Louie Bellson feature

bob erwig

by bob erwig

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Louie Bellson (b. 1924), is considered to be one of the few drummers whose technical proficiency is in the same league as Buddy Rich. He is a composer, arranger, bandleader, and jazz educator, and is credited with pioneering the use of two bass drums. He has been called "the world's greatest drummer" by Duke Ellington (with Ellington saying "Louie Bellson has all the requirements for perfection in his craft. Renowned music critic and journalist Leonard Feather referred to Bellson as "one of the most phenomenal drummers in history" and also stated of Bellson that "Musicians and public alike respect him as a drummer without peer in technique, taste and originality; and as a composer whose works are a consistently effective fusion of melodic, rhythmic and harmonic ideas.
Louie Bellson drums, Clark Terry fluegelhorn, Zoot Sims tenor sax, Teddy Wilson piano, Red Norvo vibes, Milt Hinton bass


I feel Louie Bellson was a very, very exceptional drummer. One of the Greatest in jazz history. I saw him "live" with his Big Band in 1977 (Cupertino) and 1980 (Concord). And his small group with Blue Mitchell, Grant Geissman and Gordon Goodwin in 1978 (San Francisco); all in the San Francisco Bay Area. He played fantastic drum solos.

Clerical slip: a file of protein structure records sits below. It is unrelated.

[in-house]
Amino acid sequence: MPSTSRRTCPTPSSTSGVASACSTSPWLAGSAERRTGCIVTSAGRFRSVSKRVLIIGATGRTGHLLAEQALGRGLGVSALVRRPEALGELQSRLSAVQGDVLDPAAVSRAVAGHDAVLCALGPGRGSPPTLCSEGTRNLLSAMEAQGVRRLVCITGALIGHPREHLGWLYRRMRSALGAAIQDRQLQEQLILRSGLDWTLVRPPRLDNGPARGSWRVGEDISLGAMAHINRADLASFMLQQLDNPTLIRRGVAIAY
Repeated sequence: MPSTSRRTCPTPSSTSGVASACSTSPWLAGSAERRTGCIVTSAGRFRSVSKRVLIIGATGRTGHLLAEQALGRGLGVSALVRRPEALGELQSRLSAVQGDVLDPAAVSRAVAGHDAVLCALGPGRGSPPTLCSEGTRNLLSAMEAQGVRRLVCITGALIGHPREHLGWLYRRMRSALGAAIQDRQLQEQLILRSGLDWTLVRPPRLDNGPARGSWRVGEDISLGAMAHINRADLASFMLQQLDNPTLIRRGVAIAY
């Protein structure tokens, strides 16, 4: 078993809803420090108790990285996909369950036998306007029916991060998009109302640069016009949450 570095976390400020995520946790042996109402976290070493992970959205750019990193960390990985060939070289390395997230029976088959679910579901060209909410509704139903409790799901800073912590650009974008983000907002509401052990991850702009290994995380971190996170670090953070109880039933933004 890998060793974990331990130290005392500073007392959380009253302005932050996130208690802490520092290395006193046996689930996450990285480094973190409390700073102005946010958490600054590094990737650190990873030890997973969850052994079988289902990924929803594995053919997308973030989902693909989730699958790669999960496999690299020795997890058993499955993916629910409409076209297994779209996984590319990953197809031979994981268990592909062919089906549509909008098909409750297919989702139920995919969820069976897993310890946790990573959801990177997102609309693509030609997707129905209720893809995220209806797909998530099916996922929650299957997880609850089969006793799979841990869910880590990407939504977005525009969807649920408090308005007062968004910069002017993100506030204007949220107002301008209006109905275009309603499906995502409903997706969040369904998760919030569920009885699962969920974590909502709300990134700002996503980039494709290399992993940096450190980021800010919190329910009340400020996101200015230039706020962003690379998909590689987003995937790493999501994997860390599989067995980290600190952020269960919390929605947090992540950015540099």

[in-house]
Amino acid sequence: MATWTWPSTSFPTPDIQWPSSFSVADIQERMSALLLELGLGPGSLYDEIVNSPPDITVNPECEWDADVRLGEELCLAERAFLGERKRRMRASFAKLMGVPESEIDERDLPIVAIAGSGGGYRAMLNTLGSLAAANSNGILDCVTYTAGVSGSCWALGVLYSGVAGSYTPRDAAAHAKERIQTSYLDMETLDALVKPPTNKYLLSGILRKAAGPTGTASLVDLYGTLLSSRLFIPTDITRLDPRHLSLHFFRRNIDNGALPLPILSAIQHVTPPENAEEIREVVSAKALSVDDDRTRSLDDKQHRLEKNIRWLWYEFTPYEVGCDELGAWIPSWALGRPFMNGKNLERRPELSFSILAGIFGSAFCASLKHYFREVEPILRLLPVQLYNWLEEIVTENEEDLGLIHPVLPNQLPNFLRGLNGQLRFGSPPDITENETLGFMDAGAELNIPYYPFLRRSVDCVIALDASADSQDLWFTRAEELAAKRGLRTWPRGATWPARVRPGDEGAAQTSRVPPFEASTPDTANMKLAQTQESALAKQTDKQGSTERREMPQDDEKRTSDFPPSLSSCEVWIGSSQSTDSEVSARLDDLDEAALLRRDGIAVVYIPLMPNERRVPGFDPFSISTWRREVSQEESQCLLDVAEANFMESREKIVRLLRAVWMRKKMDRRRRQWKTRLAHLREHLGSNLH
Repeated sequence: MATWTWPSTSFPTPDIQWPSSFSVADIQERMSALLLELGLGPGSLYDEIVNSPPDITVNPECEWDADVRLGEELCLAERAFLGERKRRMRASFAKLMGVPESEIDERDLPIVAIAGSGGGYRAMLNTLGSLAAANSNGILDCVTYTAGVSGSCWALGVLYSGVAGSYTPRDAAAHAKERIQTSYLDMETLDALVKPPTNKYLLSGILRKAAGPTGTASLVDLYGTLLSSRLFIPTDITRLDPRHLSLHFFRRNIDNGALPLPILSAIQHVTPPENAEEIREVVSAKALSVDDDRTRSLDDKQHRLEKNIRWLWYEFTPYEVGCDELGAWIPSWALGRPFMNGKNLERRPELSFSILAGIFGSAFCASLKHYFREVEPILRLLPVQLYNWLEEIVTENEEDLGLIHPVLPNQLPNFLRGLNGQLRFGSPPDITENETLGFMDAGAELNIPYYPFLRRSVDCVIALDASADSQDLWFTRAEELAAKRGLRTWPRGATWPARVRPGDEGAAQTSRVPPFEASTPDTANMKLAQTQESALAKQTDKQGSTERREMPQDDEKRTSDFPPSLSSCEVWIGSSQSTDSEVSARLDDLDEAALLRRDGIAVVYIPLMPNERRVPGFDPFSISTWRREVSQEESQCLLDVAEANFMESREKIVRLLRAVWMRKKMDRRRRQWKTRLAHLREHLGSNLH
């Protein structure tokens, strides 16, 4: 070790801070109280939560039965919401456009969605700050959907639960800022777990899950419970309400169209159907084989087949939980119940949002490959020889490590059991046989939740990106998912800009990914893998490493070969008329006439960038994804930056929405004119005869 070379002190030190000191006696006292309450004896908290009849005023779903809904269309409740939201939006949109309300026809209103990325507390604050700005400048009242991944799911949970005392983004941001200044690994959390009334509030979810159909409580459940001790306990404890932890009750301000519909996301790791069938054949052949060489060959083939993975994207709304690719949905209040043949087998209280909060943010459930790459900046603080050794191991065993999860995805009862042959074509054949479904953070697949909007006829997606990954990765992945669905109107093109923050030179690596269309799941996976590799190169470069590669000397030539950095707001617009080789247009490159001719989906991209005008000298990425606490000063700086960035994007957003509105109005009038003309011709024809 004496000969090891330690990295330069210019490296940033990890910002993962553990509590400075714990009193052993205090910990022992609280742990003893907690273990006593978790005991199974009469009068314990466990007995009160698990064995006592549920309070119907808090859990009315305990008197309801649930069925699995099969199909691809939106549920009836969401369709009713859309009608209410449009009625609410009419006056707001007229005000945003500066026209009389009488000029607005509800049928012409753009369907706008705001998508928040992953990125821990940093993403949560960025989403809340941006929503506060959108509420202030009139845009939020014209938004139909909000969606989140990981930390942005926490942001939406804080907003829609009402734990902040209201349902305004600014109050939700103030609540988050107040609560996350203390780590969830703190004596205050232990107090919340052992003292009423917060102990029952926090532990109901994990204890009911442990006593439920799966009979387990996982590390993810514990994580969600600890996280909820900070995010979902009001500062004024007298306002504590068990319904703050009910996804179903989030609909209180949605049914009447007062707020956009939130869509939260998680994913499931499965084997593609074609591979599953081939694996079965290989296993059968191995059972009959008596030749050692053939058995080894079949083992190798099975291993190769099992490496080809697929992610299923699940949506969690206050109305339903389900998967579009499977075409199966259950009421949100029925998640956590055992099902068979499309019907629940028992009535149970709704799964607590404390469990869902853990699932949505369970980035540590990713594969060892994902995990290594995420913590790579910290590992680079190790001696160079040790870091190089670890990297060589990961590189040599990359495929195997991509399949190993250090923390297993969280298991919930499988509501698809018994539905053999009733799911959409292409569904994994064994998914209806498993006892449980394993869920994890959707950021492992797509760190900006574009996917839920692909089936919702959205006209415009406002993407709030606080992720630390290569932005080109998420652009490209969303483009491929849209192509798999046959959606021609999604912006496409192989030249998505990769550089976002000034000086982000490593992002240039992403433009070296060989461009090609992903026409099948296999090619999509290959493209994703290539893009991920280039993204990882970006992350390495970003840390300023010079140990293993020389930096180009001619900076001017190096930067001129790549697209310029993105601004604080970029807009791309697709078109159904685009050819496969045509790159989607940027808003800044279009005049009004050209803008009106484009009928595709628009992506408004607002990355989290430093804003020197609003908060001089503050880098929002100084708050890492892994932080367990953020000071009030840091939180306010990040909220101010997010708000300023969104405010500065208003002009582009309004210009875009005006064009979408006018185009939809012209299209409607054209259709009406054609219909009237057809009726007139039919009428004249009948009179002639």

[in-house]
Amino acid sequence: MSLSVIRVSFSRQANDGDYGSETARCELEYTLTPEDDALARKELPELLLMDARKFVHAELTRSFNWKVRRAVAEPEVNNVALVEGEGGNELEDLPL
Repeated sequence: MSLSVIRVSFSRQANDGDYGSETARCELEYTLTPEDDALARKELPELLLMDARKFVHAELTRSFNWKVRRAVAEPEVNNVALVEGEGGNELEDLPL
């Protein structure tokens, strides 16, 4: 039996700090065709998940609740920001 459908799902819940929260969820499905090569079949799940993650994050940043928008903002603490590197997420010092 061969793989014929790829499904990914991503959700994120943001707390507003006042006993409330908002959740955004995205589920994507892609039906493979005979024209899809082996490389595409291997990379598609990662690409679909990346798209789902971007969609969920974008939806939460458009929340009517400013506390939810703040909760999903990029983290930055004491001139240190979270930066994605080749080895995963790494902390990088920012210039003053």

By PATRICK 8 years ago
Simply superb.
By Eddie 8 years ago
Hello jazz classique, I agree with you, technique isn't everything.
By bob erwig 8 years ago
that's without doubt an outstanding drum solo ! Nevertheless, as far as swing is concerned (driving a rythm section) technical proficiency is not the only thing, and I think that Gus johnson, Joe Jones, Sid Catlett, Oliver Jackson, Dave Tough, Panama francis etc ... were at least as efficient as L. Bellson, and the drummer of the Newport 56 festival and all the magnificent late 50's recordings of Duke is Sam Woodyard, much less of a virtuoso, but driving the band at its maximum of swing. Nevertheless a very interesting video. Thansk again to Bob for sharing these wonders
By JAZZCLASSIQUE 8 years ago